At the Washington Hotel he was a curiosity. Although he had considerable experience, he looked 16, and the salty pioneers considered him to be a freak and maybe crazy. Opportunity soon came knocking, however, when the steamer Henry Bailey arrived that night with two ranchers on way to their holdings. Each requested a $3,000 loan. One rancher was Amasa Peg-Leg Everett, our favorite one-legged pioneer, who settled the Baker River area after discovered coal near Hamilton in 1874-75. Bacon was immediately taken with him and started a business relationship that continued many years.
      He was less impressed with Lafayette Stevens, who bent the law a bit more than Bacon thought necessary. Stevens discovered the coal vein that resulted in Nelson Bennett's Cokedale mines near Woolley. Regardless of how he felt about Stevens, he saddled up with him the next morning and rode upriver with him. Bacon noted that they ferried across the Skagit river and then rode through the most wonderful fir and cedar timber he had ever seen. He also noted that the only wagon road ran 30 miles upriver, and then a crude trail started. They then forded the Baker river and stayed at Everett's ranch, which was already completely cleared of stumps.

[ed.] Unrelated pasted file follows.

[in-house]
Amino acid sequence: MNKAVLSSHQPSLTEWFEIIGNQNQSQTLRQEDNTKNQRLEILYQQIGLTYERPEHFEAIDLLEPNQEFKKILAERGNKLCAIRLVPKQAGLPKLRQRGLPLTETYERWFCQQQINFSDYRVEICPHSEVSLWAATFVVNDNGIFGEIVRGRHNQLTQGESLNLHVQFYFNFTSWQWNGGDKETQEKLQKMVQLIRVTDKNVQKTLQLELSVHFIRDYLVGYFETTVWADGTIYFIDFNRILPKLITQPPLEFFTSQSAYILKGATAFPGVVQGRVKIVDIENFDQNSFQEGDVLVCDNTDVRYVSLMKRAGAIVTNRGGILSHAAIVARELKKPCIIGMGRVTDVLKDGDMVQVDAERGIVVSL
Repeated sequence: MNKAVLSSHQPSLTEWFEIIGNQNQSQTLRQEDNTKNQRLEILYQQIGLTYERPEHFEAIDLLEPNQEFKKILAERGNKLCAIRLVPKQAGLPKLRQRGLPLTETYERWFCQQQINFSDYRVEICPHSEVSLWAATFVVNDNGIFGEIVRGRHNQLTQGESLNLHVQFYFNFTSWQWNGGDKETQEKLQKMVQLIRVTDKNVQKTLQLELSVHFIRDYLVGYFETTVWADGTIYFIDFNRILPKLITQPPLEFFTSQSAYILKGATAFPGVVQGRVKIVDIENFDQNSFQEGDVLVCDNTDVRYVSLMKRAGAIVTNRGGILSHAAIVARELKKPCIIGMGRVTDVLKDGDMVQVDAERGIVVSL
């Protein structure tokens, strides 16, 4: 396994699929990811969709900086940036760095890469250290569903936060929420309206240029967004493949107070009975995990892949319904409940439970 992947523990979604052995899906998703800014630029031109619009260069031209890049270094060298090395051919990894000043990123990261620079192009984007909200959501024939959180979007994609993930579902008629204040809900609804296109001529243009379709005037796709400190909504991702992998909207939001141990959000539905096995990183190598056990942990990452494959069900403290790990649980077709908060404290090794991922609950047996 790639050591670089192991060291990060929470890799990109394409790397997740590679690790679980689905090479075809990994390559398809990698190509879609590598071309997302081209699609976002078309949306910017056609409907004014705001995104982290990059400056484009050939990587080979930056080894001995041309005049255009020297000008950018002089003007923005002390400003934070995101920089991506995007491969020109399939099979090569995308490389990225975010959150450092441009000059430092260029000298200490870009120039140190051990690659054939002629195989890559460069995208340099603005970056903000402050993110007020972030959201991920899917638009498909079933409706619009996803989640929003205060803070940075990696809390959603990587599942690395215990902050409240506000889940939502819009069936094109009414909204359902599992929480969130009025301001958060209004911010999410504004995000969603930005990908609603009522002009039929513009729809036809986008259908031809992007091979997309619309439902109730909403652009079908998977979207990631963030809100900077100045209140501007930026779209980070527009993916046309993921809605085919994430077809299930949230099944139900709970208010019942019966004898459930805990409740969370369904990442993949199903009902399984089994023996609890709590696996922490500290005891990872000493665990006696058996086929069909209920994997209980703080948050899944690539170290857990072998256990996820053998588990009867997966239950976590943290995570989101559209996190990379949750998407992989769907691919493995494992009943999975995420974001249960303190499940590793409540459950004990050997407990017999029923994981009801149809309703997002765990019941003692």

He was only halfway to his destination. The next morning they rode 40 miles further to Stevens' ranch on Sauk prairie, and along the way they had to swim their horses across the Skagit at the mouth of the Sauk river. After riding all around the upriver area Bacon returned to Mount Vernon and met with Downs again who opened up the county files for his new young friend. He made a $3,000 loan to Everett only. Meanwhile he made careful notes about the available timberland. He noted that only fir had real value at the time; even the finest cedar was overlooked and smashed up, slashed and burned. He observed that the cedar later proved to be the salvation of the Northwest timber country during the 1893 panic.